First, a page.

Even so, the list of opposing arguments to centralisation is growing (more are outlined here in Guido Fawkes)…

…And we publish a look at the issues in the round today by Benjamin Barnard of Policy Exchange.

  • There are potential technical problems with the app

Another potential problem for the Government comes from a technological perspective – its contact tracing app might stop tracking in some contexts.

Similar Bluetooth apps in other countries, like Australia, have reported that the only way to make it work is for users to keep it active and on-screen – not possible when they are using other functions on their phone.

Writing for The Register, Kieran McCarthy says that “the app will not, as it stands, work all the time on iOS nor Android since version 8. The operating systems won’t allow the tracing application to broadcast its ID via Bluetooth to supporting devices when it’s running in the background and not in active use”, adding that “Apple and Google have refused to allow the tracing app to send out IDs in the background.”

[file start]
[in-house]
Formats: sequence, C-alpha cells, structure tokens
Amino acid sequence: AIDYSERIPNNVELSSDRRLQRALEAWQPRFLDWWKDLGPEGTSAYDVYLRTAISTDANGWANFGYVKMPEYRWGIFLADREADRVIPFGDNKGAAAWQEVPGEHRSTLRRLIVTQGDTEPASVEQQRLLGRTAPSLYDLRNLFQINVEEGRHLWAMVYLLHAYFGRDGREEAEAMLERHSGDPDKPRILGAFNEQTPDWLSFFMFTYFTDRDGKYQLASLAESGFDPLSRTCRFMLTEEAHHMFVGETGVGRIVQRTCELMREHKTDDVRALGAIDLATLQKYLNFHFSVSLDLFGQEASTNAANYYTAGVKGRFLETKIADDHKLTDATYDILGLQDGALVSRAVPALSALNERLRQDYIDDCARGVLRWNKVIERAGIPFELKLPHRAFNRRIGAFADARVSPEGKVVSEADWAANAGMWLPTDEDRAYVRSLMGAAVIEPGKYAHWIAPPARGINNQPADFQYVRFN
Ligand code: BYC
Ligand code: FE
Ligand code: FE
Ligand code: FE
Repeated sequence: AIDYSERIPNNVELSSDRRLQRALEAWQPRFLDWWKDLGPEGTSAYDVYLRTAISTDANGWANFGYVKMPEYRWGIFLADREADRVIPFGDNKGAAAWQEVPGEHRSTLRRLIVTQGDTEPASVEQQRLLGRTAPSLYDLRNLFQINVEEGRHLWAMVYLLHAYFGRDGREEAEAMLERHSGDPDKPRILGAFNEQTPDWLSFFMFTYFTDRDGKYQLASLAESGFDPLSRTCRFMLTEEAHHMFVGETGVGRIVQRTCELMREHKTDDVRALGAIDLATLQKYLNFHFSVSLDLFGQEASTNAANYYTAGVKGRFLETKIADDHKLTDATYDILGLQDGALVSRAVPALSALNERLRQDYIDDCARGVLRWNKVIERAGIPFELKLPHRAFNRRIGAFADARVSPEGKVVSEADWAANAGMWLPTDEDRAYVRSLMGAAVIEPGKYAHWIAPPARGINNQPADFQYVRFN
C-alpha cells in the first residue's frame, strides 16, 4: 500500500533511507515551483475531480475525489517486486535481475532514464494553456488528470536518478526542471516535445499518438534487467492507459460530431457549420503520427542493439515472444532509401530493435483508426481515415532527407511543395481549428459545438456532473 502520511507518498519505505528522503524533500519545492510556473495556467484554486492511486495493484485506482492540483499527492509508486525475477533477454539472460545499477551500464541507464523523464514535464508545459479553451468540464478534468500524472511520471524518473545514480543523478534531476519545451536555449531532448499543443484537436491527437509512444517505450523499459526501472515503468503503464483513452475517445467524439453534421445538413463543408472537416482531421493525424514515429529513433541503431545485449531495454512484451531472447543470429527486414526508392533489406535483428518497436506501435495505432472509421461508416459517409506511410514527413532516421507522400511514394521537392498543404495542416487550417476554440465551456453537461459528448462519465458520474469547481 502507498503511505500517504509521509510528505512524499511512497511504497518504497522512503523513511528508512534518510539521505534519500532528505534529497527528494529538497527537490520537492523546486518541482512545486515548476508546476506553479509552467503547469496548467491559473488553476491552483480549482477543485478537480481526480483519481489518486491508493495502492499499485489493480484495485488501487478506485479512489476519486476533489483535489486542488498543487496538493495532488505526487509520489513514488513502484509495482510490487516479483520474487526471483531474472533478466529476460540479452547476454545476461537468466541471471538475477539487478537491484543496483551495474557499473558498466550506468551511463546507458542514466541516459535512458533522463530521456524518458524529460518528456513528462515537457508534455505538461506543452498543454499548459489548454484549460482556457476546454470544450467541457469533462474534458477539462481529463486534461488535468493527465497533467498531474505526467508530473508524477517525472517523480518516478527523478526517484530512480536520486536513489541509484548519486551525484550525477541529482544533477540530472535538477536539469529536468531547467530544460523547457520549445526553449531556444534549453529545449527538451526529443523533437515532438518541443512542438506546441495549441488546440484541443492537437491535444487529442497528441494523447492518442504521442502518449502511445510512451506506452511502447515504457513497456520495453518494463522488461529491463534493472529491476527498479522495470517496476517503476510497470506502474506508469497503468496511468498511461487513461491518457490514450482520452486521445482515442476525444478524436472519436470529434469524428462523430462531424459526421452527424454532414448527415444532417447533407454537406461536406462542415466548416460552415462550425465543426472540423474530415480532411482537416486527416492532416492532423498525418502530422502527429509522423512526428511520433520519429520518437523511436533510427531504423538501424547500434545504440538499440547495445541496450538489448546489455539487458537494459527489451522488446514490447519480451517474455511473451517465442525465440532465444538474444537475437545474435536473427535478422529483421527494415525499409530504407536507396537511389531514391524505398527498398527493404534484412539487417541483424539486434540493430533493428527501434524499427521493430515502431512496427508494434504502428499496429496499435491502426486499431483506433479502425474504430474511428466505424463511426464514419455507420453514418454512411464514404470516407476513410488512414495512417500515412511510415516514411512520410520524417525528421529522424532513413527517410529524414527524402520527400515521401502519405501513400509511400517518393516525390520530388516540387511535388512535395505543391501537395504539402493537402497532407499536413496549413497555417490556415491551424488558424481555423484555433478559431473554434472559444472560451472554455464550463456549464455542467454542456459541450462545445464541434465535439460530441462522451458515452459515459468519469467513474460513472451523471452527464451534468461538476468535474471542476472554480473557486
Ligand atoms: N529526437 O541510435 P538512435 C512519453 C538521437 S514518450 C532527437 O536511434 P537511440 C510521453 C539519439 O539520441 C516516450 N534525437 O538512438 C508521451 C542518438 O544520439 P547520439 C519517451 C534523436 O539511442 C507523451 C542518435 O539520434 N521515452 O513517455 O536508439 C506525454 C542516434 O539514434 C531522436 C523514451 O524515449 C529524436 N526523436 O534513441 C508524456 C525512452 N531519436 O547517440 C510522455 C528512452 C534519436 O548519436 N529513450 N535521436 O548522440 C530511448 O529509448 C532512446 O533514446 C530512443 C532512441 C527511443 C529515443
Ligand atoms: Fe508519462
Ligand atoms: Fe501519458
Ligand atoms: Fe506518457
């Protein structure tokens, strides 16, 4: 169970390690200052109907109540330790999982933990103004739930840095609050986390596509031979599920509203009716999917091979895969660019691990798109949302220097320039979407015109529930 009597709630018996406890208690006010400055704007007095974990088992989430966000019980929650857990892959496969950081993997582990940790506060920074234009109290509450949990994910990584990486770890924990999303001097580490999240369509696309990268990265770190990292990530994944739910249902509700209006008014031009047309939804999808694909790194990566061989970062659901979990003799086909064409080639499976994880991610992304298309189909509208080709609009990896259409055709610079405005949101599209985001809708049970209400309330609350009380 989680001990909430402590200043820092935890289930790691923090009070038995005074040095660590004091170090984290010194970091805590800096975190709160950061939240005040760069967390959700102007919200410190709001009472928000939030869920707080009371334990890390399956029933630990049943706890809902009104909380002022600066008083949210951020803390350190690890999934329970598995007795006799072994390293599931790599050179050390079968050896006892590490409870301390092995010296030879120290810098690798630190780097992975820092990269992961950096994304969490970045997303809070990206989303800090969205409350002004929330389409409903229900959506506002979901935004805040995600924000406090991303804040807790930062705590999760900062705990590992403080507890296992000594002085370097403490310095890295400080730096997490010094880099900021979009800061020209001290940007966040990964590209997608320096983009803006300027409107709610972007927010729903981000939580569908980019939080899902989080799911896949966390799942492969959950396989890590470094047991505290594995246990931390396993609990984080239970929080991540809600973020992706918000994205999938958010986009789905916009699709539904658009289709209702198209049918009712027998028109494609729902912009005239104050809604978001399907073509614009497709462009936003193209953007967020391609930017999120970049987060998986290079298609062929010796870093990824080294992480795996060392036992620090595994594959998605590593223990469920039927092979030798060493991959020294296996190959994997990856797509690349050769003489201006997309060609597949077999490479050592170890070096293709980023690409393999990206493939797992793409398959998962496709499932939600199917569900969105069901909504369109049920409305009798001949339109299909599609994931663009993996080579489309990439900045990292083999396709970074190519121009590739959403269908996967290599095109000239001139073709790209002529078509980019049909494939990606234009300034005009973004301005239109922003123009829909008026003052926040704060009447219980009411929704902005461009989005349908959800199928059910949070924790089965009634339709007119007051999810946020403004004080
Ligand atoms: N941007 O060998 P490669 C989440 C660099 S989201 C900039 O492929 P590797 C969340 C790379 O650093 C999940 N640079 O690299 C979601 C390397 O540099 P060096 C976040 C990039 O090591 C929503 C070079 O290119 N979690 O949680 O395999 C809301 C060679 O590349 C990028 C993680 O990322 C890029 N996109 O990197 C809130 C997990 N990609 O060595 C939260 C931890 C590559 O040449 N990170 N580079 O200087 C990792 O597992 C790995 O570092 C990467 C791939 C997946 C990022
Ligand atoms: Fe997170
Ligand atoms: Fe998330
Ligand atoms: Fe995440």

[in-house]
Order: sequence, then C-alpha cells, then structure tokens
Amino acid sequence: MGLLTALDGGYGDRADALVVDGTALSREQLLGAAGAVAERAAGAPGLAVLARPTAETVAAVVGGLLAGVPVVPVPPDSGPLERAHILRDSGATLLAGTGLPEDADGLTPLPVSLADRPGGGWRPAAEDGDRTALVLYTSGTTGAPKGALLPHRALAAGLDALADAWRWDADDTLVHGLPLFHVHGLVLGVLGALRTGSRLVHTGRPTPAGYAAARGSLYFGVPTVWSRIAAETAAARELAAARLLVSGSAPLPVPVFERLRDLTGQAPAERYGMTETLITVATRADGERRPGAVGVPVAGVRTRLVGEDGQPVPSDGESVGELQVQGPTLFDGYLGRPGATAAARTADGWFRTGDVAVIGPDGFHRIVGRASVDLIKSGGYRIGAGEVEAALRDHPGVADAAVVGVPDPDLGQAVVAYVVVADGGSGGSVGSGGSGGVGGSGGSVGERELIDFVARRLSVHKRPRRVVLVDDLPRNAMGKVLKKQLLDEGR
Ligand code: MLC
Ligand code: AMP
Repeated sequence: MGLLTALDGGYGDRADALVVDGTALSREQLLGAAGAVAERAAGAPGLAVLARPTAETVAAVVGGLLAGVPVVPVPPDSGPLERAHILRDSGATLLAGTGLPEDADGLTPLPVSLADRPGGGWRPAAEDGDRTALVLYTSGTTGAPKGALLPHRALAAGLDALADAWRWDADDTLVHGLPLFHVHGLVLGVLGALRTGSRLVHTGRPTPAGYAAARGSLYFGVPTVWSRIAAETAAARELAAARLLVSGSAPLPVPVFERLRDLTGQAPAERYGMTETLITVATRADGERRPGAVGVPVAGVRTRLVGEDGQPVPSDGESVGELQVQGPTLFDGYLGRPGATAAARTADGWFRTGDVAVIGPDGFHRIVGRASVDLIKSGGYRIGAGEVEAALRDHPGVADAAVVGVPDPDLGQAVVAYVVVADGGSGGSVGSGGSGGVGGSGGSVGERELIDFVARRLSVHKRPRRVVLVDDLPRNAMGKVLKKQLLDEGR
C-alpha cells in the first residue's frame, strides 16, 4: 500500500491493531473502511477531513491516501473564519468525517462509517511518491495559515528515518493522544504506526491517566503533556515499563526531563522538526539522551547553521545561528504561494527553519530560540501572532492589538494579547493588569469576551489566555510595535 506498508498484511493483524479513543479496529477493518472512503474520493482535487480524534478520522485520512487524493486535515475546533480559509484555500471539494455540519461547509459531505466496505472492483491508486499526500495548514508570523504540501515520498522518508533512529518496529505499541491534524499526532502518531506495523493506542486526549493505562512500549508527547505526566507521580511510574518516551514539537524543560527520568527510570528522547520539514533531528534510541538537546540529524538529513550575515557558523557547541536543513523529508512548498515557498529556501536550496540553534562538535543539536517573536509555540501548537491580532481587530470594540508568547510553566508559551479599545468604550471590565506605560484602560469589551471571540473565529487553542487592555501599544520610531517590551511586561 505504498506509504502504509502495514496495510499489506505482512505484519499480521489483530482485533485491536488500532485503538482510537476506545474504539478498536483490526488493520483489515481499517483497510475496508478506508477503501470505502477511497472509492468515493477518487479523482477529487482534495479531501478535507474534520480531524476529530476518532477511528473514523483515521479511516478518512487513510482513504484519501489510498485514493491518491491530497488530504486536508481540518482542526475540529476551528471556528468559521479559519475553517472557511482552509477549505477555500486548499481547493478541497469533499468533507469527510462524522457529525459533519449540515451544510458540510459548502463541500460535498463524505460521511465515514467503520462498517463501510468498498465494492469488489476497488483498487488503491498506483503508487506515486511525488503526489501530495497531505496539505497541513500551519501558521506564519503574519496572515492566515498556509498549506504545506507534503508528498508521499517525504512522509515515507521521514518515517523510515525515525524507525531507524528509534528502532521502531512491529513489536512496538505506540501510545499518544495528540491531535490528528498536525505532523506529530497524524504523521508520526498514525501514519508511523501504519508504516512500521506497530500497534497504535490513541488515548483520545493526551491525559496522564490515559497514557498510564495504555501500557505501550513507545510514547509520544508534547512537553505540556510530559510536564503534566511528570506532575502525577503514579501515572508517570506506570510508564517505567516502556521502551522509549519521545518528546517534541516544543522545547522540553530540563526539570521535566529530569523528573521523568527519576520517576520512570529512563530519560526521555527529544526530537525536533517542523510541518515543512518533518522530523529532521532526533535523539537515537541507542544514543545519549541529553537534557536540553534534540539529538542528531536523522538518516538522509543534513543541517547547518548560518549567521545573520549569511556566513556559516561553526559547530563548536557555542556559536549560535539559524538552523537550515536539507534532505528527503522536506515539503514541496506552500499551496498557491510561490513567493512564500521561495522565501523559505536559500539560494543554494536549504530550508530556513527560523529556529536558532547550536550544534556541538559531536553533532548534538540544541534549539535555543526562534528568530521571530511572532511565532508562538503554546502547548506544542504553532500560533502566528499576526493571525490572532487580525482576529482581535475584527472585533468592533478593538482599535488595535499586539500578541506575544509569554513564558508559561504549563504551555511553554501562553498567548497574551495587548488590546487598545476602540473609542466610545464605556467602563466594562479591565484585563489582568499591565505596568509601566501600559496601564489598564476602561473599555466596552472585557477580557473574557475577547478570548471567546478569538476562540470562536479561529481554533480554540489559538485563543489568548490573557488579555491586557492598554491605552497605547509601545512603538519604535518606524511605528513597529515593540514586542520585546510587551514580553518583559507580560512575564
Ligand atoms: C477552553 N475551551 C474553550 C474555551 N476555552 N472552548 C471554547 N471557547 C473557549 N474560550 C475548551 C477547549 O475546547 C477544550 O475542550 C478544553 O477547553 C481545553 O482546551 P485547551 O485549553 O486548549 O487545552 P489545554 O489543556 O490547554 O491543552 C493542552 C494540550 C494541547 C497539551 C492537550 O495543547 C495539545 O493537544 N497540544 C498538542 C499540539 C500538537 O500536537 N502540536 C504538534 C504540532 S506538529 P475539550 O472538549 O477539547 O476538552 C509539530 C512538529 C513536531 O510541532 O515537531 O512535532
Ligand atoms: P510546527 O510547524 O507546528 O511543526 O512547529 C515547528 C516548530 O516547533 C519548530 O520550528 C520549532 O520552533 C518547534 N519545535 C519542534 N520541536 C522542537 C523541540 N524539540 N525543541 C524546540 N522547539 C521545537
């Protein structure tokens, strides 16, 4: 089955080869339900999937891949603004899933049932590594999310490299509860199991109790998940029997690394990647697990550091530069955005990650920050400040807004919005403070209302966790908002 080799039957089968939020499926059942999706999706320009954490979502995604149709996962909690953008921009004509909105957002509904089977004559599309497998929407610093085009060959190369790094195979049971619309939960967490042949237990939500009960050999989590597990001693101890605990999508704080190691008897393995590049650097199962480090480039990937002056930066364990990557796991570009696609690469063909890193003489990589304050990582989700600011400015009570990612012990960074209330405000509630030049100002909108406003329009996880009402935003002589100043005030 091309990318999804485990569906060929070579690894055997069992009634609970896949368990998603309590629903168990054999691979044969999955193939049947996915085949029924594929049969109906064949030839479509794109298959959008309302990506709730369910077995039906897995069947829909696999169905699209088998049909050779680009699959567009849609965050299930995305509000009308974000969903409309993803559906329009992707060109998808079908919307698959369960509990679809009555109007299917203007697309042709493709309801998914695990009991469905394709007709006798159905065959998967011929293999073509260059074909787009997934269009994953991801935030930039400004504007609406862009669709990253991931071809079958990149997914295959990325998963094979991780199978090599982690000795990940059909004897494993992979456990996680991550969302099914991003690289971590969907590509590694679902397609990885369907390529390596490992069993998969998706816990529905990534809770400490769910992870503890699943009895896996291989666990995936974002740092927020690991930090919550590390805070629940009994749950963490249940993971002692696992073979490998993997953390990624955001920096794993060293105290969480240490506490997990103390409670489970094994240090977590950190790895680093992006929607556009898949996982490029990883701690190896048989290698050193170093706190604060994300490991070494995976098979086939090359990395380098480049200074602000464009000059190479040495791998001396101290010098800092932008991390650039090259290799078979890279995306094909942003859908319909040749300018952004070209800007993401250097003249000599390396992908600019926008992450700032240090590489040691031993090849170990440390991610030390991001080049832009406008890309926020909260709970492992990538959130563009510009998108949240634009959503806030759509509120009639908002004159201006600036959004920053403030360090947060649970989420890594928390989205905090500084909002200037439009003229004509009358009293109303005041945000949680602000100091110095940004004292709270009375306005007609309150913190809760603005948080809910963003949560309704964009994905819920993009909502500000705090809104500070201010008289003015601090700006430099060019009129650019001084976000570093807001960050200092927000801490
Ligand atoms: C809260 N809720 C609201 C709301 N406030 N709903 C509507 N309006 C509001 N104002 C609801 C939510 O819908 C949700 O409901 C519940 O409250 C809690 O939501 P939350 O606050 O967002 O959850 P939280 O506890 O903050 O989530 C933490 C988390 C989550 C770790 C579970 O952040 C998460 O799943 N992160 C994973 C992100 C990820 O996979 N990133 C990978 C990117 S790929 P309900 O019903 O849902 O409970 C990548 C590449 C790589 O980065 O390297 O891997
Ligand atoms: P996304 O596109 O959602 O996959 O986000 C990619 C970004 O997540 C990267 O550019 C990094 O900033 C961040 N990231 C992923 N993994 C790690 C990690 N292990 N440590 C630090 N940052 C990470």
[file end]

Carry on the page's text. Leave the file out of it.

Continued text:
The NHS has said it’s able to make the technology function “sufficiently well”, and the Isle of Wight experiment may expose problems – and give the Government time to correct these.

  • We’re not as connected as a nation

To add to these issues, the UK is not as technologically sophisticated as South Korea (though the latter is really in a league of its own).

Britain has internet connectivity issues – particularly in remote parts of the country – whereas South Korea has the fastest broadband in the world, and already has 6G technology in its sights (as opposed to the UK, more recently contemplating 5G). 

It has been called the “most connected country” in the world, and so it is not surprising that implementing contact tracing has been successful there.